Teaching and Leading During a CrisisSep 29, 2022
On August 13th, 2004, the first week of my senior year of high school, Hurricane Charley barreled into the Gulf of Mexico, made a 90° turn, and proceeded to ravage my hometown.
Last night, from my living room here in Michigan, I watched Hurricane Ian do the same thing all over again. My grandfather in Port Charlotte is without power and water and is surrounded by untold amounts of damage. I’m loading up my chainsaw and gas cans and driving down to help him tomorrow morning.
The full extent of the damage is yet to be seen, but I’m guessing this will be a busy weekend, and my hometown has months of hard work and disruption ahead.
Charley claimed 15 lives, caused 16 billion dollars in damage, and destroyed my home as well as high school. Needless to say, tensions were high and there was a common sentiment that the school year would be a waste.
But the educators at my school had other ideas.
As a teacher now myself, I think back to that turbulent year through a different lens, and recognize some of the work teachers did to make school not only happen, but also meaningful and engaging. Now, as I think about what teachers in Florida have ahead of them, I have no doubt that they will do the same.
My teachers showed flexibility.
The turbulence following the hurricane was enormous. Classrooms and all of their supplies were destroyed, and the ‘usual way’ of approaching work in school blew away with the storm. There would have been ample opportunities to complain and bemoan the changes, but I do not remember a single instance where a teacher complained in front of students. Instead they made the space work.
The English teachers created their own reading nooks; the science teachers used whatever was available in labs; math teachers taught from different textbooks. There was nothing easy about these changes, but in the same way they did during Covid, the teachers modeled for their students how to adapt.
My experience from almost two decades ago is no different than what’s happening today. This is what teachers do. We make learning fun, creative, and engaging for students … no matter the circumstance.
Florida friends, I know you will be facing many of these challenges in the months ahead. It won’t be easy. But like all teachers do in these trying times, you’ll find a way to make it work.
Life was not just difficult at school for my teachers.
After nearly a month, power was turned back on in my family’s FEMA trailer, and we were able to return to school. However, since our school was razed by the storm, we had to attend school in the afternoon and evening at the rival high school on the other side of town. This meant our rivals (fierce rivals) had to go to school in the morning starting at 5:30 am, and we lucked out with the 12:30pm shift. You can imagine how our rival’s teachers and students felt about this.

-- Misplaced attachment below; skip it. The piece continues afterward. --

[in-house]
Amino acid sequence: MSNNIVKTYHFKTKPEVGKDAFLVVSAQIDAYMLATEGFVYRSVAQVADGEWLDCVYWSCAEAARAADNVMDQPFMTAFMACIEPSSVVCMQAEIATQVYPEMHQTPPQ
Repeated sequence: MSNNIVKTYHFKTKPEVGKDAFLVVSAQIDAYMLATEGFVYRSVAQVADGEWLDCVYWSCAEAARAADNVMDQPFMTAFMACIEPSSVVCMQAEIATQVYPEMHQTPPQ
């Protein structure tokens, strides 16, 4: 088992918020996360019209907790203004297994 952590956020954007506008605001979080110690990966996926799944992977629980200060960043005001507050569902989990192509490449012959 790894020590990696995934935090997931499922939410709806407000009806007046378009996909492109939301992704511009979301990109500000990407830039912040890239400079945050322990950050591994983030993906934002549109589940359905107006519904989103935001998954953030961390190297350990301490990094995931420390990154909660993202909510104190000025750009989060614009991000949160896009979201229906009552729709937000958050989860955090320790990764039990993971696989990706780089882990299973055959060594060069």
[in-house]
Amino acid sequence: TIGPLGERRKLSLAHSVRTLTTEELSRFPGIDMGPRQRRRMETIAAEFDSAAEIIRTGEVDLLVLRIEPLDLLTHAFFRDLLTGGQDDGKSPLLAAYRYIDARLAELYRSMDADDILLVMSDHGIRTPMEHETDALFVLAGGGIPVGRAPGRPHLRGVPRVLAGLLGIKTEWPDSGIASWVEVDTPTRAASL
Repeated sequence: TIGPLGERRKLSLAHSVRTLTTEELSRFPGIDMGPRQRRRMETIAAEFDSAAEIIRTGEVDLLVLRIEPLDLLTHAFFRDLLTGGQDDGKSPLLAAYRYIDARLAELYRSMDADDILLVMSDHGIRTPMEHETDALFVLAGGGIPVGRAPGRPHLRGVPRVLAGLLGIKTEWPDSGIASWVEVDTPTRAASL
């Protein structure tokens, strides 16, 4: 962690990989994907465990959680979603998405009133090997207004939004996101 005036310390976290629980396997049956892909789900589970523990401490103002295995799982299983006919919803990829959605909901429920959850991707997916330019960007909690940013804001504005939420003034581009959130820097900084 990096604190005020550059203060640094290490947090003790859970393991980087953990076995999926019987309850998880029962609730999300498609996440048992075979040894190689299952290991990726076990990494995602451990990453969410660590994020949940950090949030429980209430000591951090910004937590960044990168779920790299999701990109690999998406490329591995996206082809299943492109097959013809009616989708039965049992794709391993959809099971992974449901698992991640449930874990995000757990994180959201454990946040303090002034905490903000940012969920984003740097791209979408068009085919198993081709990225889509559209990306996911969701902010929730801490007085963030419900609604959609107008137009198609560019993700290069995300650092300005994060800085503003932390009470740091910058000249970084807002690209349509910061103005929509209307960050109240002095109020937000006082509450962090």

On top of this, the town had serious looting, price gouging, curfews, and armed National Guard soldiers stationed at every major intersection.
I never even considered it at the time, but my teachers were living through all of these circumstances in their personal lives as well. And yet somehow they found a way to still show up every day. Like during Covid, the disruption was real and school didn’t happen as planned. But magic still occurred. I still learned, grew, and found success in school. And a lot of that is owed to the educators who, despite the stresses of their own lives, kept doing what educators do.
Teachers’ wisdom is needed during a crisis more than ever.
I remember one day when I came into school, the windows to one of our classrooms was smashed and my teacher’s supplies were all over the room. A student from the rival school had committed the crime, and he had taken his anger out on us. My friends and I were boiling with anger, and we wanted revenge. But our teacher, with timely wisdom, stepped in and said, “Let’s just see this problem as an opportunity. Let’s show them that we will not be broken.”
My senior year was not what I expected it to be. It was a year of toil, discomfort, confusion, and chaos. But it was also a year of endurance, patience, resilience, and hope.
Looking back, I do not think I could have described it that way without my teachers. There is so much value in modeling an uplifting spirit to students. My teachers’ calming presence was contagious, and their example of perseverance became our own. I learned that year of my life that I can overcome adversity, no matter what obstacle is in my way.
Even if that obstacle is a hurricane.
So if you are an educator in Florida right now, take care of yourself for the road ahead, and know that despite all of the disruption that occurs, your students will still learn and grow under your leadership.
And if you have not been affected by a hurricane this week, I’m sure there is still plenty of disruption happening around you. Even in the midst of storms, know the extraordinary impact you can have on your students and community.
Florida educators, thank you for all that you will do in the months ahead.
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